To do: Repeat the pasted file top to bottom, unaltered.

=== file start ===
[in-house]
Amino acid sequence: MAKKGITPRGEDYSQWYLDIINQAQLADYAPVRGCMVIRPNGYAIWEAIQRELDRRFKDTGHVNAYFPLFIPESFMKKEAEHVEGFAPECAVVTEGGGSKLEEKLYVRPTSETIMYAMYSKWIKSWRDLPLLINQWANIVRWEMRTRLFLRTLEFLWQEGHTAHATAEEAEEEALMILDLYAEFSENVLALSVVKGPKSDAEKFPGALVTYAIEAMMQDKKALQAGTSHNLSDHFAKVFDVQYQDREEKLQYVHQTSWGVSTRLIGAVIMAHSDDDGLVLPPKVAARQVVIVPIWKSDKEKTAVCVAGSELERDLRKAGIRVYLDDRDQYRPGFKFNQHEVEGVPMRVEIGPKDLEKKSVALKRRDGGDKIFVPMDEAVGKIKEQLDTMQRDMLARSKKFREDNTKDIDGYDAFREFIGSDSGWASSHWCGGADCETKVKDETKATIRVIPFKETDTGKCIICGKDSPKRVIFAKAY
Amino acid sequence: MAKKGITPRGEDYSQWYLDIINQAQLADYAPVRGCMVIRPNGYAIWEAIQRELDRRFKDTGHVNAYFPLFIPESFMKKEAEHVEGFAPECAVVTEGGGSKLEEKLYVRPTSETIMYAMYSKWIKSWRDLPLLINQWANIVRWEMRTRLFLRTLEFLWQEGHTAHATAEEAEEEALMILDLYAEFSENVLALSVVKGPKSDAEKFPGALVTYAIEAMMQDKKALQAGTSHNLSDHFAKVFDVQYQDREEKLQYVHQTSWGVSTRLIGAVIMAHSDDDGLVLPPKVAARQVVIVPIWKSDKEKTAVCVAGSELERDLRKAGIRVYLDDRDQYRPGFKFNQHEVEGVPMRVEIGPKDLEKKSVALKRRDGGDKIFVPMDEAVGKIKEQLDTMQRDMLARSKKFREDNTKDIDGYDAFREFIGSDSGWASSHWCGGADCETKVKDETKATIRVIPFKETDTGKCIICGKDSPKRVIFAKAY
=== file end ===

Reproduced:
[in-house]
Amino acid sequence: MAKKGITPRGEDYSQWYLDIINQAQLADYAPVRGCMVIRPNGYAIWEAIQRELDRRFKDTGHVNAYFPLFIPESFMKKEAEHVEGFAPECAVVTEGGGSKLEEKLYVRPTSETIMYAMYSKWIKSWRDLPLLINQWANIVRWEMRTRLFLRTLEFLWQEGHTAHATAEEAEEEALMILDLYAEFSENVLALSVVKGPKSDAEKFPGALVTYAIEAMMQDKKALQAGTSHNLSDHFAKVFDVQYQDREEKLQYVHQTSWGVSTRLIGAVIMAHSDDDGLVLPPKVAARQVVIVPIWKSDKEKTAVCVAGSELERDLRKAGIRVYLDDRDQYRPGFKFNQHEVEGVPMRVEIGPKDLEKKSVALKRRDGGDKIFVPMDEAVGKIKEQLDTMQRDMLARSKKFREDNTKDIDGYDAFREFIGSDSGWASSHWCGGADCETKVKDETKATIRVIPFKETDTGKCIICGKDSPKRVIFAKAY
Amino acid sequence: MAKKGITPRGEDYSQWYLDIINQAQLADYAPVRGCMVIRPNGYAIWEAIQRELDRRFKDTGHVNAYFPLFIPESFMKKEAEHVEGFAPECAVVTEGGGSKLEEKLYVRPTSETIMYAMYSKWIKSWRDLPLLINQWANIVRWEMRTRLFLRTLEFLWQEGHTAHATAEEAEEEALMILDLYAEFSENVLALSVVKGPKSDAEKFPGALVTYAIEAMMQDKKALQAGTSHNLSDHFAKVFDVQYQDREEKLQYVHQTSWGVSTRLIGAVIMAHSDDDGLVLPPKVAARQVVIVPIWKSDKEKTAVCVAGSELERDLRKAGIRVYLDDRDQYRPGFKFNQHEVEGVPMRVEIGPKDLEKKSVALKRRDGGDKIFVPMDEAVGKIKEQLDTMQRDMLARSKKFREDNTKDIDGYDAFREFIGSDSGWASSHWCGGADCETKVKDETKATIRVIPFKETDTGKCIICGKDSPKRVIFAKAY